Athena Lee

Athena Lee
Brand new Books

Friday, August 5, 2016

Here's a short snippet from the New Book -- Uncommon Life

My father distanced himself from me even more than before. My days were spent in the garden and on the farm. Mother didn’t seem to recover from her pregnancy and was very weak in the afternoons. I spent every morning with her learning how plants grow and what can be done to fix poor soil. Even little things seemed to help. One of the things I learned was so simple it surprised me that no one used it. Shellfish remains could be ground and added to the soil as a conditioner and fertilizer. According to mother it was what farmers on Old Earth did in the coastal regions before expensive fertilizers became available. Piles of the shells could be had for free at many of the seafood processing plants locally. Mother sent out groups of our workers to collect them with permission. She oversaw their preparation and distribution into the fields and gardens. She did attempt to spread her knowledge but father didn’t like to share and put a stop to her attempts. Or at least he thought he did. Mother participated in a district wide knitting group that met once a quarter. She took me along to help with baby Athena and I discovered something very interesting there.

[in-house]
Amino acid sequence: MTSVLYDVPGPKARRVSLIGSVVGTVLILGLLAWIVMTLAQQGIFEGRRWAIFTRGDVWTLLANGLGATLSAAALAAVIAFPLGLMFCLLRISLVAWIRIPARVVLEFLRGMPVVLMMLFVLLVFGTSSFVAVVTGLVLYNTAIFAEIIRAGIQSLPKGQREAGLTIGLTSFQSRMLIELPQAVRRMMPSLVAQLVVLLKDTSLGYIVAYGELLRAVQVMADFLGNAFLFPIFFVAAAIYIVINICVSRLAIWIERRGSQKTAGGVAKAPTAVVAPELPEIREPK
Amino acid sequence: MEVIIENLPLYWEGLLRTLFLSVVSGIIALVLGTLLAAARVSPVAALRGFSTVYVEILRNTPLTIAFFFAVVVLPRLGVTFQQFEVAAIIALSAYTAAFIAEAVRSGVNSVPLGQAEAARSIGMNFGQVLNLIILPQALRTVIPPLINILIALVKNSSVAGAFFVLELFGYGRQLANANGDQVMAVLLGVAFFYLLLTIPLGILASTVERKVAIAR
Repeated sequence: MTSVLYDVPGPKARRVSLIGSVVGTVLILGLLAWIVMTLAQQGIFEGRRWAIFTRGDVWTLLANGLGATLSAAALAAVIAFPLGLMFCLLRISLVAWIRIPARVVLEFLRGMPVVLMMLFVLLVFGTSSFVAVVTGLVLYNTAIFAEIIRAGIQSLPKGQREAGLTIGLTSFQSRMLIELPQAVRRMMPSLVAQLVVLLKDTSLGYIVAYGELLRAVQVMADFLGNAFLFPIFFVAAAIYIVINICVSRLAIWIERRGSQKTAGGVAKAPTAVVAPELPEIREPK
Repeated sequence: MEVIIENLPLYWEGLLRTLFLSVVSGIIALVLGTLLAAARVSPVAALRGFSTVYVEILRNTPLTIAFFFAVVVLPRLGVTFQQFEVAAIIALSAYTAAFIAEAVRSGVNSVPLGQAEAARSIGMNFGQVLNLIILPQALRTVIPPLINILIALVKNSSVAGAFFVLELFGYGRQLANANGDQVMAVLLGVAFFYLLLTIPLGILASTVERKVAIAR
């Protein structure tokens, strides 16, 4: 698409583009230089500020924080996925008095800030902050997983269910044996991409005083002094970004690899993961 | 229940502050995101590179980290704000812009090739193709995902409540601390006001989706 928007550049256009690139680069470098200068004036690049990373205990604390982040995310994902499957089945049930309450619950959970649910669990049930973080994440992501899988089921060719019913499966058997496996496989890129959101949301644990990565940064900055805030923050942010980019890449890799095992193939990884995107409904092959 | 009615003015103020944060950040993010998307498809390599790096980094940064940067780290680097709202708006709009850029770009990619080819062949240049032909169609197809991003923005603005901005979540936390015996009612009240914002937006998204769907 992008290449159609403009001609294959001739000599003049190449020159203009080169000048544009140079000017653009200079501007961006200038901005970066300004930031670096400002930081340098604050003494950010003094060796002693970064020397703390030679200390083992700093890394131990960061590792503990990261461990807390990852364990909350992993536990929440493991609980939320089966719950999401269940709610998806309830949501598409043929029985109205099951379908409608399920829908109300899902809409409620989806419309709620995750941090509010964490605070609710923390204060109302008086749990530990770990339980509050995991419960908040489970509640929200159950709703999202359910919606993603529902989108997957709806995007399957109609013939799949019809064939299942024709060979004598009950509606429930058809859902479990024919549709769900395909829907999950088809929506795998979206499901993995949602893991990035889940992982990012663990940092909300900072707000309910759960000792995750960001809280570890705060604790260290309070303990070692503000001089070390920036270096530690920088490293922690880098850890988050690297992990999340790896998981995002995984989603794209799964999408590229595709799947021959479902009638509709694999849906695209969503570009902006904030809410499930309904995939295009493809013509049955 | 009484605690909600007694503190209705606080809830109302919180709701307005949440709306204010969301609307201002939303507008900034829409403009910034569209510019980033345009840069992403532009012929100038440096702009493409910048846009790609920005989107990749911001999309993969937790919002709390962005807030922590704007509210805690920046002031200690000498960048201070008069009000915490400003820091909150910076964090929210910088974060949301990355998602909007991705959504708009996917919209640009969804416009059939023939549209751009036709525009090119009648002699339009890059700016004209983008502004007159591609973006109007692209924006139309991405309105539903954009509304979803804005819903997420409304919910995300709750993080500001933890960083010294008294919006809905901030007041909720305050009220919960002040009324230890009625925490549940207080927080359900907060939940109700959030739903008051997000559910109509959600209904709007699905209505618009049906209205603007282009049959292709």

Knitting was not all that happened. These women were organized! History was filled with strong women who did many things other then marry and produce heirs. Women were doctors, scientists, warriors, bards, poets, and teachers. Under the guise of knitting these women were attempting to spark a revolution for equal rights here on Hong Kong. According to our planetary charter, we already had equal rights. However, laws and traditions overshadowed that and over the years it became hidden. Their goal was to reassert themselves and claim their rights in the eyes of the law and public opinion. My mother was one of the ringleaders. She was like a firebrand and was sell respected in the community of women. She shared her many discoveries and her knowledge with these women. Advancement was the goal not enrichment. Only her failing health was holding her back. At age eight I was initiated into their ranks and promised to keep their secrets.

No comments:

Post a Comment